Community Spotlight: Highlands Trail Run from Musser to Hellertown

October 12, 2023 9AM: My wife’s car was in the shop in Hellertown, 26 miles away. I live adjacent to Musser. With this opportunity, I took the time to run almost the entire Highlands trail system.

My run started on the south end of Musser along Swamp Creek Road. Given there is no trail in place, I had to cut away from Musser to find my way to Quakertown. I took backroads past Boulder Woods campground until finding myself at Trumbauersville Road and Benner School Road. This let me get to Creamery Road where I could pick up the start of the Highlands trail system at the Unami Creek Trail.

I carried about 2 liters of water with me. Weather was overcast and temperatures were in the 50s or low 60s. It had rained a day or two before this run so soil levels were moist, but no puddles were present along any of the trail.

Once onto the trail, it provided an immediate sense of comfort. Traffic wasn’t a concern and the associated noise levels disappeared. The trail picks up at the Barrel Run Trail and is paved and very comfortable for running. When I reached the power line I wanted to find a way over to the Brayton Garden Trail, since there is a current gap there, so I followed Barrel Run to the terminus on Woodview Drive.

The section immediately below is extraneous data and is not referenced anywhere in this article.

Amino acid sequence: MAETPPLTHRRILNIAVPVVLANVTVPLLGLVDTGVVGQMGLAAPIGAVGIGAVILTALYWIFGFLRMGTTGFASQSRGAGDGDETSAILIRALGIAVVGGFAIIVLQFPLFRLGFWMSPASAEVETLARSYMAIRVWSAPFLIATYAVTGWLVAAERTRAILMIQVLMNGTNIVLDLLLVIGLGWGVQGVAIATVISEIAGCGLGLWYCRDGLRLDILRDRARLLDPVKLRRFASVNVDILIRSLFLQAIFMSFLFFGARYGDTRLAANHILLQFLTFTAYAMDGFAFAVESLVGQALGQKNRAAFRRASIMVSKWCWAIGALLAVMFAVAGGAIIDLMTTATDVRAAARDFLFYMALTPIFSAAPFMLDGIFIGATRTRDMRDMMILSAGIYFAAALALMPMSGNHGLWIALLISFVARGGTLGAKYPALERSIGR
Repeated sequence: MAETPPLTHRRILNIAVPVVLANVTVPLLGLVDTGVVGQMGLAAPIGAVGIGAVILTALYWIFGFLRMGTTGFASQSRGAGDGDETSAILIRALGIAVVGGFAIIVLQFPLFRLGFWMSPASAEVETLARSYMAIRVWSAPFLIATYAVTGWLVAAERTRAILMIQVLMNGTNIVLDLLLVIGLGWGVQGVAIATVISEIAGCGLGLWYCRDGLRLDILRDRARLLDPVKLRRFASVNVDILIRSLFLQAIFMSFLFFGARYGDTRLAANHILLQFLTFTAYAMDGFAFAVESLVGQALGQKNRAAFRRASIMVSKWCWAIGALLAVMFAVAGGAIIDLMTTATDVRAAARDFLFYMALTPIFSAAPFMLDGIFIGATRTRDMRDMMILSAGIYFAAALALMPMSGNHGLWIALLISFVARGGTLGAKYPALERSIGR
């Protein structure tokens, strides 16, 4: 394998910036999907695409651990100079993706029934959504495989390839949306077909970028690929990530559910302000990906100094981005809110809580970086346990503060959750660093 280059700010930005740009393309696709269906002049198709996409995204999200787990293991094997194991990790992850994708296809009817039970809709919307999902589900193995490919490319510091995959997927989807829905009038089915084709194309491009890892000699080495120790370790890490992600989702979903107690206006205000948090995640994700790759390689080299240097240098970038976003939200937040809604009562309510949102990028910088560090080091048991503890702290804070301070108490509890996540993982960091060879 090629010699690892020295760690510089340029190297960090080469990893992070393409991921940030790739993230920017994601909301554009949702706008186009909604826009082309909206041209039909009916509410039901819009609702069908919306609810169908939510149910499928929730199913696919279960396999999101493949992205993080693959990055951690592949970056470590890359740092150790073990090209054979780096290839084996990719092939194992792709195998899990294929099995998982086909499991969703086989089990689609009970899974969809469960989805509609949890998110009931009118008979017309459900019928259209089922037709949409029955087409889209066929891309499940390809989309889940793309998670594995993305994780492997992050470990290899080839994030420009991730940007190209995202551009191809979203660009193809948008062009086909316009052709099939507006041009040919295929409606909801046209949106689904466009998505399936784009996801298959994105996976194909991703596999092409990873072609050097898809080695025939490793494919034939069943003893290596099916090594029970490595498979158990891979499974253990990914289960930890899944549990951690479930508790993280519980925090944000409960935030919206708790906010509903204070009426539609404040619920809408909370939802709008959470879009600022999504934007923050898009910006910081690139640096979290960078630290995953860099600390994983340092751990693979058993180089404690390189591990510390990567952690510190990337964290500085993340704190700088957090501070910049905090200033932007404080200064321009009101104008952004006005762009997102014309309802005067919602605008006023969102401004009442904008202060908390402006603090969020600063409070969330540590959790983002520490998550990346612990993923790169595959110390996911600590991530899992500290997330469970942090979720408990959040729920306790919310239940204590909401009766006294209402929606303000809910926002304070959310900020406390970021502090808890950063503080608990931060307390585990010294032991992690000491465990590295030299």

This put me into the sketchiest part of the entire run. I got to the intersection with Tollgate and considered my options. Traffic was light and there were some sidewalks, so I followed Tollgate road up until I could reach the development and get over to Brayton Garden. This was a terrifying experience. While there were sidewalks along most of the way, the run up Tollgate required careful timing, a bit of sprinting, and a dash of luck to make it through. That section is very scary as a pedestrian as the vehicle traffic is going fast, has some hidden curves and in spots very little shoulder. I found myself running to whichever side of the road had the most amount of shoulder, including running across resident’s front yards with a few small sections requiring a dash in the road. I made it through, but anxiety levels were high.